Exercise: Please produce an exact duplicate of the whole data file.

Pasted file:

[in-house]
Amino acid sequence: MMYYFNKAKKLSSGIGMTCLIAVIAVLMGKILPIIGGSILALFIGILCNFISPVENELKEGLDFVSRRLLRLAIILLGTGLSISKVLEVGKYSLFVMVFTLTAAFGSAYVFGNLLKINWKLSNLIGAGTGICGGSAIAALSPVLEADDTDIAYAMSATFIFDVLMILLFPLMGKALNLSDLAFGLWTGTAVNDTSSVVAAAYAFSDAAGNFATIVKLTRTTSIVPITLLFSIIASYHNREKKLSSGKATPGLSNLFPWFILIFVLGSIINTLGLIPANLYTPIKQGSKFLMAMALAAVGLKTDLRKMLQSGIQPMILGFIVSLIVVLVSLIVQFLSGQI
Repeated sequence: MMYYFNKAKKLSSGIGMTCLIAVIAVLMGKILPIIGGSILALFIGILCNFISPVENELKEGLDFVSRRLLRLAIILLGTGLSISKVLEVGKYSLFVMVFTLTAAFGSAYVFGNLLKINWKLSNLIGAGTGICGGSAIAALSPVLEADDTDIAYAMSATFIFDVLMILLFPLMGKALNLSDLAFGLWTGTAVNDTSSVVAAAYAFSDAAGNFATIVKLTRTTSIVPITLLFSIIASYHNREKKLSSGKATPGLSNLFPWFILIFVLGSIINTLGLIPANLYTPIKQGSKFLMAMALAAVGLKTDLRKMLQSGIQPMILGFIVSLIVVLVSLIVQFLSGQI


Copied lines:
[in-house]
Amino acid sequence: MMYYFNKAKKLSSGIGMTCLIAVIAVLMGKILPIIGGSILALFIGILCNFISPVENELKEGLDFVSRRLLRLAIILLGTGLSISKVLEVGKYSLFVMVFTLTAAFGSAYVFGNLLKINWKLSNLIGAGTGICGGSAIAALSPVLEADDTDIAYAMSATFIFDVLMILLFPLMGKALNLSDLAFGLWTGTAVNDTSSVVAAAYAFSDAAGNFATIVKLTRTTSIVPITLLFSIIASYHNREKKLSSGKATPGLSNLFPWFILIFVLGSIINTLGLIPANLYTPIKQGSKFLMAMALAAVGLKTDLRKMLQSGIQPMILGFIVSLIVVLVSLIVQFLSGQI
Repeated sequence: MMYYFNKAKKLSSGIGMTCLIAVIAVLMGKILPIIGGSILALFIGILCNFISPVENELKEGLDFVSRRLLRLAIILLGTGLSISKVLEVGKYSLFVMVFTLTAAFGSAYVFGNLLKINWKLSNLIGAGTGICGGSAIAALSPVLEADDTDIAYAMSATFIFDVLMILLFPLMGKALNLSDLAFGLWTGTAVNDTSSVVAAAYAFSDAAGNFATIVKLTRTTSIVPITLLFSIIASYHNREKKLSSGKATPGLSNLFPWFILIFVLGSIINTLGLIPANLYTPIKQGSKFLMAMALAAVGLKTDLRKMLQSGIQPMILGFIVSLIVVLVSLIVQFLSGQI